Food for Thought: Dispatchers from South Yuma County, Mexico Meet in Person Over Dinner to Improve Quality of Work
By Jacob Lopez, Yuma Sun, AZ
SAN LUIS, Ariz. — The dinner table is considered one of the best places to open lines of communication.
San Luis Police Chief Heriberto Bejarano said the main purpose for Wednesday''s meeting was to build a relationship between the south county dispatchers and the San Luis Rio Colorado, Son., dispatchers so they can better do their jobs and assist in communicating with each other.
Also Wednesday, San Luis police officials unveiled the department''s new dispatch center with an official grand-opening ceremony.
Bejarano said the dispatch center contains state-of-the-art computer equipment and technology that will provide the department room for growth over the next 10 years.
Bejarano said the new technology better safeguards the department against hackers, and he said information can be obtained by the system substantially quicker than the old “terminal” system.
It also includes a digital recording system where up to six months of telephone and radio calls can be saved indefinitely on a CD, while the old system used audio tapes, he said. The system also includes up to 25 phone lines that can allow for more police services to the community such as a graffiti hot line.
The center''s new software technology is called the Public Safety Software Series and is made by Information Technologies, Inc. out of St. Louis.
Chuck O''Reilly, the southwest regional representative for ITI, said the software series will make the San Luis police dispatch center more effective and efficient as it is the first department in the state to receive this technology.
"We''re just so proud to work with such a progressive department," O''Reilly said.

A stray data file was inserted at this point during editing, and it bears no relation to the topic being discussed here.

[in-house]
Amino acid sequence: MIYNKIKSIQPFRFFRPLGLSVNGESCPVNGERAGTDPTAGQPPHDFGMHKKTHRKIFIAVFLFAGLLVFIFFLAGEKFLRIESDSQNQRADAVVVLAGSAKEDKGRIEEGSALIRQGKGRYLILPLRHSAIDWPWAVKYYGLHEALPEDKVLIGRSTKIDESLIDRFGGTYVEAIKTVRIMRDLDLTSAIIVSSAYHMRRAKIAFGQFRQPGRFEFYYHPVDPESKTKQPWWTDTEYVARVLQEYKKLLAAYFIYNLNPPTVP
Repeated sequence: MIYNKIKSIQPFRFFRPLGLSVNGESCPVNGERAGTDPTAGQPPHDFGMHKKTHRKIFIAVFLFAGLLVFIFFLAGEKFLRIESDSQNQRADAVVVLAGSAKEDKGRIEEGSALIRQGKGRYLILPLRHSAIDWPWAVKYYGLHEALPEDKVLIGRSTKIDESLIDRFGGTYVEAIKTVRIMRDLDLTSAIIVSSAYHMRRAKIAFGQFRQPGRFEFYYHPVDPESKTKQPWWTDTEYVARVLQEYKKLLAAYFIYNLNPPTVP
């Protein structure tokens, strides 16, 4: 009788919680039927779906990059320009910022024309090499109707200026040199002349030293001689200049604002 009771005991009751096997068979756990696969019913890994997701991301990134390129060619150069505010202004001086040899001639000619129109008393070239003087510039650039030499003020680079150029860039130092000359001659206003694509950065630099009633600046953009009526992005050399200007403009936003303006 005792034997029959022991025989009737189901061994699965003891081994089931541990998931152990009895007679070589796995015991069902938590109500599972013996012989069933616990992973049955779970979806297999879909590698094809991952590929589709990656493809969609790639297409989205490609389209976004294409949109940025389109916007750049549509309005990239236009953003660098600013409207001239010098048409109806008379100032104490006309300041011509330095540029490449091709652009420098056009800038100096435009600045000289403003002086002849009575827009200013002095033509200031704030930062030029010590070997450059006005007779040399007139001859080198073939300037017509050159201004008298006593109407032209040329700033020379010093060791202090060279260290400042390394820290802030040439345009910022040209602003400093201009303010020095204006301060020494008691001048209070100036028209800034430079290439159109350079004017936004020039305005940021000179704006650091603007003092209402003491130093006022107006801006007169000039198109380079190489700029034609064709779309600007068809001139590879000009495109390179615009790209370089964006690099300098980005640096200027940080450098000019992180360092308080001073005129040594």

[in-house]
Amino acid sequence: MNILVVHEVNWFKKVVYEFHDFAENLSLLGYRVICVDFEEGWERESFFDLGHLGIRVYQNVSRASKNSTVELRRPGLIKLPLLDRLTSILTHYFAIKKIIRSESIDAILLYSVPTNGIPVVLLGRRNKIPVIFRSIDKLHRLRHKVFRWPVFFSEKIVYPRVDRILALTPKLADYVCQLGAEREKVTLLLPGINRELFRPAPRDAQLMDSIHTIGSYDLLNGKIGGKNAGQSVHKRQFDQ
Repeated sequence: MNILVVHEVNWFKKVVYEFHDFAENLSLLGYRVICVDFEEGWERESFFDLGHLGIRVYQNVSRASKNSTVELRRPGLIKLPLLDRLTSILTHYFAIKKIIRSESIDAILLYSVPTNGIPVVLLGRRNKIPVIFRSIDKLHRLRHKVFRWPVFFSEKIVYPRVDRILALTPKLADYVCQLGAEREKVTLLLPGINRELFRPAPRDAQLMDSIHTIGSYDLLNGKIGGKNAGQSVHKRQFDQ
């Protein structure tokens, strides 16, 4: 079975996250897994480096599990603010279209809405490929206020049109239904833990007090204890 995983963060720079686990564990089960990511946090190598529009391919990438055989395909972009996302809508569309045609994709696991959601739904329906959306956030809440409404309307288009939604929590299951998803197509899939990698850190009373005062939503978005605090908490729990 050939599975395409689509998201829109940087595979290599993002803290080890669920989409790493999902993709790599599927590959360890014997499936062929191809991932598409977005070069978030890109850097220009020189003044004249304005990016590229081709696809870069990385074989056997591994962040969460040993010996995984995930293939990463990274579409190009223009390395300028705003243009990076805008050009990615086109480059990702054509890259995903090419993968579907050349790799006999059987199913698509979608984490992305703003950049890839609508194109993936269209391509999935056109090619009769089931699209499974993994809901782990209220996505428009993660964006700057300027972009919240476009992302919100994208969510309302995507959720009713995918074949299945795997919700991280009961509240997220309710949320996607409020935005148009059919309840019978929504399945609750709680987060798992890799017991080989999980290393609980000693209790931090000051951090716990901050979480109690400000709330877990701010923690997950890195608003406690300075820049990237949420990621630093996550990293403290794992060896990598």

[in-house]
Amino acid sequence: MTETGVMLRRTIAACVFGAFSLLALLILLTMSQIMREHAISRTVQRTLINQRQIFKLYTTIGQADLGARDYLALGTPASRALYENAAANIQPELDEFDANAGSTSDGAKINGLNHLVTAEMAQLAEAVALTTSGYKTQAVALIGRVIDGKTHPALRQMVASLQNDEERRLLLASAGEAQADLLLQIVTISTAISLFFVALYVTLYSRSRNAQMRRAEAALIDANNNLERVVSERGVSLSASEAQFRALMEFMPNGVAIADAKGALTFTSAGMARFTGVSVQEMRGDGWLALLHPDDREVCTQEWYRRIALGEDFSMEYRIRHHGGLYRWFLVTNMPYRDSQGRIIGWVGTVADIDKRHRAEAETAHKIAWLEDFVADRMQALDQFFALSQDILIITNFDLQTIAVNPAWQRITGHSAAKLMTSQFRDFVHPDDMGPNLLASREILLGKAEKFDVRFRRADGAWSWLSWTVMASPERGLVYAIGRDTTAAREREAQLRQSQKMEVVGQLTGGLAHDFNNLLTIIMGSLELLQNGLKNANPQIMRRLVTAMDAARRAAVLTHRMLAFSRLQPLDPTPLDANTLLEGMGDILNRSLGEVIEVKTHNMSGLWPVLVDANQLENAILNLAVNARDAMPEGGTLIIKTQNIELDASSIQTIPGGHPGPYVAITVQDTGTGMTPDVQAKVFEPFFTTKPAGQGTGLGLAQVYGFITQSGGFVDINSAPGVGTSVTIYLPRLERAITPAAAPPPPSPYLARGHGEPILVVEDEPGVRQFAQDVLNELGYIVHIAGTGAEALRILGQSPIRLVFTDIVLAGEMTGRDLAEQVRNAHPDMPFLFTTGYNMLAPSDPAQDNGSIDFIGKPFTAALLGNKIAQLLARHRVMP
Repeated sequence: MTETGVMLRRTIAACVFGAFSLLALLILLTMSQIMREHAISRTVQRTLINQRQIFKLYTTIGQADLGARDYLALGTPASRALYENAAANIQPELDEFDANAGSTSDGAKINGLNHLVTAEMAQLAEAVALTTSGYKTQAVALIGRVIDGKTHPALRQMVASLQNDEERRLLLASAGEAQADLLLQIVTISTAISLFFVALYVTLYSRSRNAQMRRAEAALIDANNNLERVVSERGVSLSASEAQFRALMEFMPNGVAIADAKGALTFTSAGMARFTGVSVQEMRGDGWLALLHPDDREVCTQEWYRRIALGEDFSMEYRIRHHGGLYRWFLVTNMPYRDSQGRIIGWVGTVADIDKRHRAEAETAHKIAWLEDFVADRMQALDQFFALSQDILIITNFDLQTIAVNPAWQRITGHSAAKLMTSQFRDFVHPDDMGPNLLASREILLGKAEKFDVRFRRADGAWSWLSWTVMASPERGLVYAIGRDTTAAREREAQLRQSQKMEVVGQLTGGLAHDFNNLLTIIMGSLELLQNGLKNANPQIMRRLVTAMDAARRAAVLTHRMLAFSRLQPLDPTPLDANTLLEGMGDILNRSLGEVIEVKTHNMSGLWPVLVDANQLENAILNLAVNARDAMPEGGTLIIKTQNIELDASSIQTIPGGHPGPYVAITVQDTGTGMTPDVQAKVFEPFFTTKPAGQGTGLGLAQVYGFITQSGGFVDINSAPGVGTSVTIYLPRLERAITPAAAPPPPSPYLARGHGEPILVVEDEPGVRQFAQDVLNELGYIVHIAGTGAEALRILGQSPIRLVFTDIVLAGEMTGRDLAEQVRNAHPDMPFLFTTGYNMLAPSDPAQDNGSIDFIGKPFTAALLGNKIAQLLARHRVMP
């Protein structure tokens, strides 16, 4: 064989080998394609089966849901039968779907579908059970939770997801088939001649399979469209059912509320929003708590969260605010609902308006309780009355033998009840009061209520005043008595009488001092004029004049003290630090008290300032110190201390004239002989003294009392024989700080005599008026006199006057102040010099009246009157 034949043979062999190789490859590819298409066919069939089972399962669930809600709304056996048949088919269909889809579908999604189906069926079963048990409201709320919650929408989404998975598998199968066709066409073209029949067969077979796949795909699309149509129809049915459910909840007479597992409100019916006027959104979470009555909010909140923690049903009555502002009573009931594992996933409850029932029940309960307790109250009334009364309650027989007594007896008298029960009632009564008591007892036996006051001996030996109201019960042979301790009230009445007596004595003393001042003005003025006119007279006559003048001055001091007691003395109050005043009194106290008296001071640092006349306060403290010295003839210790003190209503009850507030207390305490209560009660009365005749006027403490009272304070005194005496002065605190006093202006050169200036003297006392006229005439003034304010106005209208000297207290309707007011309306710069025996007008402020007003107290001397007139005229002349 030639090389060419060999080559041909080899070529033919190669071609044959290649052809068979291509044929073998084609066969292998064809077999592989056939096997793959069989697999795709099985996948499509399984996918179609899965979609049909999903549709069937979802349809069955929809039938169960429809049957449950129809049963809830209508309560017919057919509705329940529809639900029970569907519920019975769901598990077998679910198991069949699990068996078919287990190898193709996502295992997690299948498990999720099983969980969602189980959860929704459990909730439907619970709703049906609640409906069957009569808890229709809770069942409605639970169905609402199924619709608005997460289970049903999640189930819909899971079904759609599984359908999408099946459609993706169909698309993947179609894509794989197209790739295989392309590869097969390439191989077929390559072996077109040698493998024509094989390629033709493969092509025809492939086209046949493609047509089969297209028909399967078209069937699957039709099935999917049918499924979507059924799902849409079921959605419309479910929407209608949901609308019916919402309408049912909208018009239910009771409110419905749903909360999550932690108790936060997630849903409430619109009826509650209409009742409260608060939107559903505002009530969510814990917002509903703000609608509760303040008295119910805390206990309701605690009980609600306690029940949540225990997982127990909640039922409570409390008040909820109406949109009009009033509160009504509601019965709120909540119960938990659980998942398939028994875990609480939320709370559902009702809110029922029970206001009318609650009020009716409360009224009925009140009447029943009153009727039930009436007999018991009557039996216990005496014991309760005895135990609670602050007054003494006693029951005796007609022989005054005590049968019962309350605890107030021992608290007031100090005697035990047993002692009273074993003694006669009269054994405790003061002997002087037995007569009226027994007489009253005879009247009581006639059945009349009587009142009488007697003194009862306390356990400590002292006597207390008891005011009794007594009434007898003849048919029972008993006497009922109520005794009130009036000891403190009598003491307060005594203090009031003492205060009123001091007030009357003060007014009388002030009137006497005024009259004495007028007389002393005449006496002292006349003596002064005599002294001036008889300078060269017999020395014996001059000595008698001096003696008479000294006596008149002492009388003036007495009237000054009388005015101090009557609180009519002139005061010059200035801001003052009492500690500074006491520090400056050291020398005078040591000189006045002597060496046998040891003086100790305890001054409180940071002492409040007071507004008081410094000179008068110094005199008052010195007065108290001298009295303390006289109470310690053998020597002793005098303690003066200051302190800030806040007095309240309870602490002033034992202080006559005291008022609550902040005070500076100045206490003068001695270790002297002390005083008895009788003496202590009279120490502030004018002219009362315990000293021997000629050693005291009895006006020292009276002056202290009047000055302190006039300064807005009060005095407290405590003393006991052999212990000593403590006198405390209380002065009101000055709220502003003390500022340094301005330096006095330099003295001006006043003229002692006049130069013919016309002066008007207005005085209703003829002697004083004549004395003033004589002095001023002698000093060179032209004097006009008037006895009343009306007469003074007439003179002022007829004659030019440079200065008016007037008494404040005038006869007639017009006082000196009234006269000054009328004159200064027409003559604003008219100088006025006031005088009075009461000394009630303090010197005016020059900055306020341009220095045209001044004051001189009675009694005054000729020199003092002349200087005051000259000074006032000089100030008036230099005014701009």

The 20 dispatchers from San Luis Rio Colorado, Son., San Luis, Ariz., and Somerton police and fire departments visited the new center and had the chance to meet with their counterparts.
Emergency police and fire dispatcher Veronica Arias, from the Rio Colorado police department, said the Mexican and Arizonan dispatching methods are different, and the meeting gave them the opportunity to learn a little about each others'' systems.
Bejarano said it is important for dispatchers to meet each other in person, rather than to just know each other from their voices over the telephone or radio frequency.
"They communicate with each other via phone and radio, but they''ve never met," Bejarano said. "It''s just to help them put a face with the voice, and maybe build a little camaraderie."
He said when Mexican authorities and south county authorities are searching for a suspect who — for example — fled across the border, this kind of relationship could help them go the extra mile in locating a suspect since they''ve met already and have developed some trust.
"If we don''t have this type of communication, a lot of danger could be placed on our community and vice versa," Bejarano said.
Martin Marquez, Mexican liaison officer for the Arizona Department of Public Safety, said meeting each other in person helps build a trust, which improves their working environment and enables them to better help each other when needed.
"Get to know each other," Marquez told the dispatchers. "We have to take care of each other because the most important thing along a border is communication."
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